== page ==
I had an evening meeting in Connecticut and after a quick night’s stay, awoke at 4 am. En route to home, I swung by the Farmington.
What a day. Landed 11: four browns, two rainbows, and five brookies. Even better was that six took a #16 Elk Hair Caddis with orange dubbing (to mimic October Caddis). I had tied it the day before, as a test pattern, and it was absolutely shredded by the end of the day.
I arrived at dawn with two fly rods: a 000-wt. for dries and my 11′ 3-wt. Euro-nymphing rod. I immediately landed two up top. When that ended, I started to tightline nymph the same run and landed five more fish. Some real fighters. Particularly effective was a #22 midge pupa behind a #14 Frenchie.
The prettiest fish of the year came in this stretch. It’s the male brookie above, with a kype, pronounced humpback, and ablaze in orange. At 14″, it was such a display of beauty. The photographs don’t do it justice. It was a special moment to admire it and to let it go, with the hopes that it will generate many progeny.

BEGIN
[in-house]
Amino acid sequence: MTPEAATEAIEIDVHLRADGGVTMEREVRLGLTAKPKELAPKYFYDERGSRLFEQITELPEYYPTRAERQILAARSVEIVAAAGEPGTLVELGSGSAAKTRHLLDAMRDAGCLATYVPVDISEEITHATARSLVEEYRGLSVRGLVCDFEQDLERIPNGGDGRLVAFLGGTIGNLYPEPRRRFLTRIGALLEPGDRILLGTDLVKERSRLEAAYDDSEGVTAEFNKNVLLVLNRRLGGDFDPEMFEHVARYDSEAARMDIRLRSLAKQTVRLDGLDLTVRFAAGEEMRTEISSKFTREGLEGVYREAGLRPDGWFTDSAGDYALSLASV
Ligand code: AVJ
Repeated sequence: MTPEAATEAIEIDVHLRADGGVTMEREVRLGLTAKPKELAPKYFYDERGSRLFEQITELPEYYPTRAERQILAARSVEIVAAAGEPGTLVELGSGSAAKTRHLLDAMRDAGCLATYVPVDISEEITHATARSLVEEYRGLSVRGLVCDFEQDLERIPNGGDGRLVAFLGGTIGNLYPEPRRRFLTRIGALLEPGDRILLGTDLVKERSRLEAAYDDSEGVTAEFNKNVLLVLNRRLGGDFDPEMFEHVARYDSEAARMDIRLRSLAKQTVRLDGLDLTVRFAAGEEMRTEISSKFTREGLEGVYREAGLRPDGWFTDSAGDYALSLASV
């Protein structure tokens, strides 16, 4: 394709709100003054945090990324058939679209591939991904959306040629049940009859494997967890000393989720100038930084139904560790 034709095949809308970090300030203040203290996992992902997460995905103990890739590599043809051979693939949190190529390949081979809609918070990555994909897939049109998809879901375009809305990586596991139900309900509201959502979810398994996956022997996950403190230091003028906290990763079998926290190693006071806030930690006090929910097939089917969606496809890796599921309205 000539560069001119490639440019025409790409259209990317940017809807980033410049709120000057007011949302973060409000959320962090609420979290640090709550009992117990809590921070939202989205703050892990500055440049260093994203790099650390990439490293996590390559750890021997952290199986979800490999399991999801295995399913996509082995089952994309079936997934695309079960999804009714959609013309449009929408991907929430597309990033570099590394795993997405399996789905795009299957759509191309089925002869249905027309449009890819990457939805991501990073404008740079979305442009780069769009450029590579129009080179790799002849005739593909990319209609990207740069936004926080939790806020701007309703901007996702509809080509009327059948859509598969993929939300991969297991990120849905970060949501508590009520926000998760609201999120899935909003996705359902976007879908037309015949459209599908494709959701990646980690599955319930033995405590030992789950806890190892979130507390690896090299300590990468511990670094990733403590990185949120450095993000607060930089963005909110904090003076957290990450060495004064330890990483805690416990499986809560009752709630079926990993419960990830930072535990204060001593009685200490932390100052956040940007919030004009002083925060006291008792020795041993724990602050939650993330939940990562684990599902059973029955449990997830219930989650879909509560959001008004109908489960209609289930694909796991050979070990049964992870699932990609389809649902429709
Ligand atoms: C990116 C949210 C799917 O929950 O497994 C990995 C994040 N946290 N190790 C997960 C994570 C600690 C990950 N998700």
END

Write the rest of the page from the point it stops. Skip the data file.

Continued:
I was very impressed with the Farmington. All day, I saw quite a few Caddis, BWOs, and midges rising steadily. And, get this: I was the only angler as far as the eye could see.
I grabbed lunch at a small mom-and-pop sandwich place. An older gentleman saw my waders and shirt and came up to me. We decided to eat together and we shared fishing stories, most of which were true. I love speaking with someone who is as addicted to fly fishing as I am. A mutual support group.
“Say,” he said, “have you ever fished [Blank] Pool before?”
“Never heard of it.”
“You won’t find it written anywhere. It’s a common secret among locals. I’m headed over–follow me.”
I soon found myself at a gorgeous and very long stretch, with riffles at the top and steadily rising trout in the middle. We were the only anglers. I didn’t do well fishing the middle part of the pool. My new friend didn’t find action up top and switched to nymphing.
I wanted to stay with the dry fly. I threw all of the obvious ones at them. Nothing. So, I decided to move closer to the riffles. I figured the trout would have less time to inspect a fly, and the quick water would mask any drag and my presence.
Fortunately, I was right. I decided to fish the Elk Hair Caddis, as it’s easy to see and it was fun to fish a larger dry vs. the usual midges needed on the Swift. Four trout came to the net. It was so fun to see takes on a fly I had tied. Truly satisfying and meaningful.
A special time.
I thanked this new friend by giving him some of my favorite flies. He was so incredibly kind and generous. He fishes the Farmington most days.
What a river.